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IG: Prosecution Was Declined for Senior DOJ Official Who Sexually Assaulted a Subordinate

By Terence P. Jeffrey | February 25, 2019 | 4:00 PM EST








An exterior wall at the Justice Department headquarters. (Getty Images/Drew Angerer)
(CNSNews.com) - A senior Justice Department official working in the Office of Justice Programs pressured one subordinate "into a sexual relationship with him in exchange for a promotion," "sexually harassed two other subordinates," "sexually assaulted" yet another subordinate, and then “lacked candor” with the Office of the Inspector General when the IG investigated these matters, according to an investigative summary published by the IG.
The unnamed prosecutor or prosecutors to whom the IG referred this case, however, declined to prosecute the senior Justice Department official.
Instead, the man was allowed to retire.
When asked by CNSNews.com, the Justice Department would not say whether this former senior official is now receiving a federal pension or has been allowed to keep a security clearance.
“The Department of Justice, Office of the Inspector General (OIG) initiated this investigation upon the receipt of information alleging that a senior Department of Justice (DOJ), Office of Justice Programs (OJP) official sexually harassed and retaliated against female subordinates, and abused his authority by coercing female employees in his chain of command to have sex with him,” the IG’s investigative summary said.
“The OIG investigation substantiated that the senior DOJ official (1) sexually harassed one subordinate when he pressured her into a sexual relationship with him in exchange for a promotion,” said the summary, “(2) sexually harassed another subordinate when he made repeated verbal sexual advances to her and ultimately sexually assaulted her; and (3) sexually harassed two other subordinates by engaging in sexually inappropriate conduct toward them.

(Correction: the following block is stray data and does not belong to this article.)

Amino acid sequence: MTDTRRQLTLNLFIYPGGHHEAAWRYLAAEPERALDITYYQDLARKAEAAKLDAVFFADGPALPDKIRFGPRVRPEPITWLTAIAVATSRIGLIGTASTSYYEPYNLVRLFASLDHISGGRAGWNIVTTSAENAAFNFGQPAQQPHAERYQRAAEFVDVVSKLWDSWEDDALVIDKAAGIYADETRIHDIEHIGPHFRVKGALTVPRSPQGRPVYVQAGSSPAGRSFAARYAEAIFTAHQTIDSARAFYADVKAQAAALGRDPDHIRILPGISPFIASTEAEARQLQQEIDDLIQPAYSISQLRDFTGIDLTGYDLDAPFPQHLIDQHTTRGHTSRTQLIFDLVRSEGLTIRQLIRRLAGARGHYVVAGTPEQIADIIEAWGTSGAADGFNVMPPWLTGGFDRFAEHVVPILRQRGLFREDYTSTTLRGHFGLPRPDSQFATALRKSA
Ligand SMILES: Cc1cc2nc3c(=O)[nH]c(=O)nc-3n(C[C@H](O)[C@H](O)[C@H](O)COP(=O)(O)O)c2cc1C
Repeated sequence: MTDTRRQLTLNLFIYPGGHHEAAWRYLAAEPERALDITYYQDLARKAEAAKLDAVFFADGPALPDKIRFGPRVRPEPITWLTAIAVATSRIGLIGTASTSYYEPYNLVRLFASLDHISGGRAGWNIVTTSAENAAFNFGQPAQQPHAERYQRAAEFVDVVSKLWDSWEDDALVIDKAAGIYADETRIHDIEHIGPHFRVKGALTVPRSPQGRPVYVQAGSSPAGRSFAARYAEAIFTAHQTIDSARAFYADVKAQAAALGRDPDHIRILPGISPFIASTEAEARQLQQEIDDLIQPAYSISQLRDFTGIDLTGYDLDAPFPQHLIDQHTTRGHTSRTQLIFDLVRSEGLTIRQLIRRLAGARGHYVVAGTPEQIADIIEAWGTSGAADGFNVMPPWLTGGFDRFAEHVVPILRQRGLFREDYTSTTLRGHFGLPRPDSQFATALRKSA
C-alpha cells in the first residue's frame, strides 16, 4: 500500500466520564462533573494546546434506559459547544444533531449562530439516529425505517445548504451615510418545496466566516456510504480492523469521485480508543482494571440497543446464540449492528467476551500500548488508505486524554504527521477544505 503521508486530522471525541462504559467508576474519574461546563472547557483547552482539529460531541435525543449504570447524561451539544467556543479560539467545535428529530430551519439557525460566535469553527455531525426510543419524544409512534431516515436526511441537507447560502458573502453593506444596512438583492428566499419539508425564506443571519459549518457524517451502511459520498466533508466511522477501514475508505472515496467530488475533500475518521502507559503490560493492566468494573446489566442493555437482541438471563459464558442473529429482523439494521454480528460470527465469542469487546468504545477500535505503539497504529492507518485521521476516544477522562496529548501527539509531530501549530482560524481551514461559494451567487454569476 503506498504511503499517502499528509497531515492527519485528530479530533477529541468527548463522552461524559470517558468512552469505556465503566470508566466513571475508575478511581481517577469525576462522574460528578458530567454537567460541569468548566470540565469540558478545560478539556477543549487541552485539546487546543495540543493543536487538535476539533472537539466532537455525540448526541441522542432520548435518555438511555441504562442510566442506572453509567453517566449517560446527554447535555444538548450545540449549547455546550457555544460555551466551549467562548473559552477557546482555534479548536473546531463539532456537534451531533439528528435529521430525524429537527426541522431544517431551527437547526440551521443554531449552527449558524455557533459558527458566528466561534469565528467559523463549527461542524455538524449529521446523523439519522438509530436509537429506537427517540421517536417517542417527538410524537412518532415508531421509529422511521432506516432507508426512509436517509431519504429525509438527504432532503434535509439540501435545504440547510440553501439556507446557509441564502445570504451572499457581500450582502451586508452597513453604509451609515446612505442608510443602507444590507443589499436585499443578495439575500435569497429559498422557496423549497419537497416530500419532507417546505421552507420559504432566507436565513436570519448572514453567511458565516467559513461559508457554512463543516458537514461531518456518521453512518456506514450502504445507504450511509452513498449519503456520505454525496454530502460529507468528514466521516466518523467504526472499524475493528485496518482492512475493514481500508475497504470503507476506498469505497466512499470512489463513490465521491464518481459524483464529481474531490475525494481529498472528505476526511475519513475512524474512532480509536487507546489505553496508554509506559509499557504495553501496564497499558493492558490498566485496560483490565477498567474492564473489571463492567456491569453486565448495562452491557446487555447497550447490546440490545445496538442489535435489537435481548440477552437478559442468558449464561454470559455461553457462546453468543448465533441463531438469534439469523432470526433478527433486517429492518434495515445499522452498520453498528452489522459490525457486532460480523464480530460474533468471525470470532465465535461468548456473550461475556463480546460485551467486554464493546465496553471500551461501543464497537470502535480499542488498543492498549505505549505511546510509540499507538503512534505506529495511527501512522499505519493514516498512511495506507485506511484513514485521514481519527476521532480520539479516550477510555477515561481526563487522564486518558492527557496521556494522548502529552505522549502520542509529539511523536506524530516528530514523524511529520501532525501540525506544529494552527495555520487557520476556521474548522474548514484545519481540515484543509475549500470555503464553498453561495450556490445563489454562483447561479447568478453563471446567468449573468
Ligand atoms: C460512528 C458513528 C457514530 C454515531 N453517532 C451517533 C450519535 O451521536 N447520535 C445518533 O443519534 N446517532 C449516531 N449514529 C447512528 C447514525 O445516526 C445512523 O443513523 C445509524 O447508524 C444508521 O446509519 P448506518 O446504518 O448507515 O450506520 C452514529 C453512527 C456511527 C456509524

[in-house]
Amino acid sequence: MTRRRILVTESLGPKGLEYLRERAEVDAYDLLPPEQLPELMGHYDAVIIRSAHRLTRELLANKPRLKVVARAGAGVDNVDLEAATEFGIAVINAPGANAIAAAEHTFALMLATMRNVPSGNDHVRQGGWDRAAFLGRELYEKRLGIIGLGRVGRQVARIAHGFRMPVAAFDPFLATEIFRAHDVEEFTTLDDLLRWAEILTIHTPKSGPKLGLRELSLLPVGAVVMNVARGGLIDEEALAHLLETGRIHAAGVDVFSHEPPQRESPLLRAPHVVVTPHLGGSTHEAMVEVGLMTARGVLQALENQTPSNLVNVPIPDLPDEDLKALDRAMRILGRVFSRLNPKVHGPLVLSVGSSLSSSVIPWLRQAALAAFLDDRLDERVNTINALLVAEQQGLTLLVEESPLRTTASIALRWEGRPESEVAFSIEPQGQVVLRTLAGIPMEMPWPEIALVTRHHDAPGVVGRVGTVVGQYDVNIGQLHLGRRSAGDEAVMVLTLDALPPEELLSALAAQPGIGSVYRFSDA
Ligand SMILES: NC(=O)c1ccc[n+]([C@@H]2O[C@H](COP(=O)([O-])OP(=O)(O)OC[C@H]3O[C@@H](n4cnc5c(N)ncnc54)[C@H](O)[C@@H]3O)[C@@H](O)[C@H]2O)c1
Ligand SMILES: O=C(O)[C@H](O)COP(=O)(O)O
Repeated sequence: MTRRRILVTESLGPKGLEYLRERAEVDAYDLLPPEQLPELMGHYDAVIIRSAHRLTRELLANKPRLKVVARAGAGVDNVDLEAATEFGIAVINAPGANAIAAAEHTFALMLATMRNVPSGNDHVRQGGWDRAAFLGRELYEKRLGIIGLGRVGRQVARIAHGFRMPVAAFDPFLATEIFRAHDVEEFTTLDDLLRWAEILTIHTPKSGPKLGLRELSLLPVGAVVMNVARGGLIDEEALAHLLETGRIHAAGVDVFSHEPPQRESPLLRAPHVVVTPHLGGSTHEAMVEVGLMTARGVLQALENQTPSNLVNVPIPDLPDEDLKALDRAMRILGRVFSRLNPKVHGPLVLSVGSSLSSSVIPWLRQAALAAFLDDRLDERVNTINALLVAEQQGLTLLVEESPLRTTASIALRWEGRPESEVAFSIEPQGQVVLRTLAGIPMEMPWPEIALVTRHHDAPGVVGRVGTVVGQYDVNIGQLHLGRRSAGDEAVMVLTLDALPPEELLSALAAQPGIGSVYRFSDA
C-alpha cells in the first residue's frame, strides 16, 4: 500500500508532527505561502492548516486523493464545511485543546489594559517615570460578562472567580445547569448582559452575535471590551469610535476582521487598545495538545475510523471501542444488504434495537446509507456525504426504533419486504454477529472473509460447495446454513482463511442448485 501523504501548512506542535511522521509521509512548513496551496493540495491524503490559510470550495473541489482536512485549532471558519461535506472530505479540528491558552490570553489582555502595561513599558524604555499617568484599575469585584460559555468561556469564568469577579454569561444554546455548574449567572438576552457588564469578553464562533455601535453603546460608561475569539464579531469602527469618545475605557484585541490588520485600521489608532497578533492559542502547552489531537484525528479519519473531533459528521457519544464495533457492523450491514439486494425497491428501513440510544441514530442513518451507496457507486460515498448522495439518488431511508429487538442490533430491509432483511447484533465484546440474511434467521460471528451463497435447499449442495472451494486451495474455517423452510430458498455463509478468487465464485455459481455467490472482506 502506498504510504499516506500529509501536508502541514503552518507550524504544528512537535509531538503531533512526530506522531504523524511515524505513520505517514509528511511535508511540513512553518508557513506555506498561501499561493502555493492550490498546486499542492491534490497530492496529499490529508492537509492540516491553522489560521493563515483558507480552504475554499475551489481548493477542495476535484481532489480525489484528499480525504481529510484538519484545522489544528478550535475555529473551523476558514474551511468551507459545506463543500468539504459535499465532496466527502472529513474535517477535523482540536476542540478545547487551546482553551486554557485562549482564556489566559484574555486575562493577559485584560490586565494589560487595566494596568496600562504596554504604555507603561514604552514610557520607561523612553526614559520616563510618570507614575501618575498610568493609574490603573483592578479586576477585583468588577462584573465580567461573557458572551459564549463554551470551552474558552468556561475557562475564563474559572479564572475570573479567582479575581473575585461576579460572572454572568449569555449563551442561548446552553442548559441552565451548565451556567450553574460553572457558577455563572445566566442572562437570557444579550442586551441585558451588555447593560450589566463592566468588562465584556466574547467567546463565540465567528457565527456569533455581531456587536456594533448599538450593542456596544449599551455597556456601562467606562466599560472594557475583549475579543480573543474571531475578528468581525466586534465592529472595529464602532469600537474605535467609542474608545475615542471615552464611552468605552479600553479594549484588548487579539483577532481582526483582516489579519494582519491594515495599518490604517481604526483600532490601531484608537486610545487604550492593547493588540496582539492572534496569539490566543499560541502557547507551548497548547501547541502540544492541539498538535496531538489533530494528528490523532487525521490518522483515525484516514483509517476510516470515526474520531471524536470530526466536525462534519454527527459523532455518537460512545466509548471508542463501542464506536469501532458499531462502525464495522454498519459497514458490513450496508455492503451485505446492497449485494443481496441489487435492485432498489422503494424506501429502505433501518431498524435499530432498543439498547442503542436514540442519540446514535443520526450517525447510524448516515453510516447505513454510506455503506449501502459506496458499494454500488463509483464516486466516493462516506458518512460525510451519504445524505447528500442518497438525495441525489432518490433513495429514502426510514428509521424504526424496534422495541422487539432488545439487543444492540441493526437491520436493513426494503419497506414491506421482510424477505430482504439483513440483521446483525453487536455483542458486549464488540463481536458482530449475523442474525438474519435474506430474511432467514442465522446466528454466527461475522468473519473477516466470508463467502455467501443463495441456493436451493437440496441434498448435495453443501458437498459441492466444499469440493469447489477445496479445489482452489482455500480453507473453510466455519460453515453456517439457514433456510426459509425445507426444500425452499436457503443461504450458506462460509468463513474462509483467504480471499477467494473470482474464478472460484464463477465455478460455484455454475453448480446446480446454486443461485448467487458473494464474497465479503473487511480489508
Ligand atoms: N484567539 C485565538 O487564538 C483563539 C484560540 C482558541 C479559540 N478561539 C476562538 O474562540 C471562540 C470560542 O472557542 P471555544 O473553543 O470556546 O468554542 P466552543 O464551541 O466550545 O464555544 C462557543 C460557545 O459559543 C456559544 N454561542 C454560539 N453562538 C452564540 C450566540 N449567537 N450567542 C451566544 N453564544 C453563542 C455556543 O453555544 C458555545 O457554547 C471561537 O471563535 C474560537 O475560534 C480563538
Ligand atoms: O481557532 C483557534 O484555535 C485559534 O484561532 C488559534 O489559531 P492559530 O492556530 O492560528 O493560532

[The passage above from the IG's investigative summary cites the IG's conclusion that a senior DOJ official "sexually assaulted" a subordinate.]
“The OIG concluded that the senior DOJ official’s actions constituted ethical misconduct, sexual harassment, and sexual assault, all in violation of law, federal regulations and DOJ policy,” said the summary, which was released on Dec. 4.
“The OIG further found that the senior DOJ official’s conduct constituted sexual harassment of the subordinate with whom he engaged in a long term relationship,” said the summary. “The senior DOJ official’s and the subordinate’s respective professional positions undermined the consensual nature of their personal relationship.”
The summary said that this senior official in the nation’s top law enforcement agency “lacked candor” when discussing these matters with the OIG.
“The OIG further found that the senior DOJ official lacked candor in his statements to the OIG,” said the summary.
Even though the inspector general concluded that this senior DOJ official’s actions were “in violation of law,” the prosecutor or prosecutors to whom the IG referred the case decided not to prosecute this senior official.
“Criminal prosecution of the senior DOJ official was declined,” the summary said.
“The senior DOJ official retired from his position,” said the summary.
CNSNews.com asked the Department of Justice the following four questions: 1) To which prosecutor was this case referred? 2) Why did the prosecutor decline to prosecute this senior DOJ official? 3) Is this DOJ official—who, the summary says, “retired”—receiving a federal pension? 4) Was this DOJ official allowed to retain a security clearance after he retired?
The Justice Department indicated it does not comment on investigative referrals that do not result in public charges and that it also does not comment on personnel matters or the security clearances of specific individuals.
 
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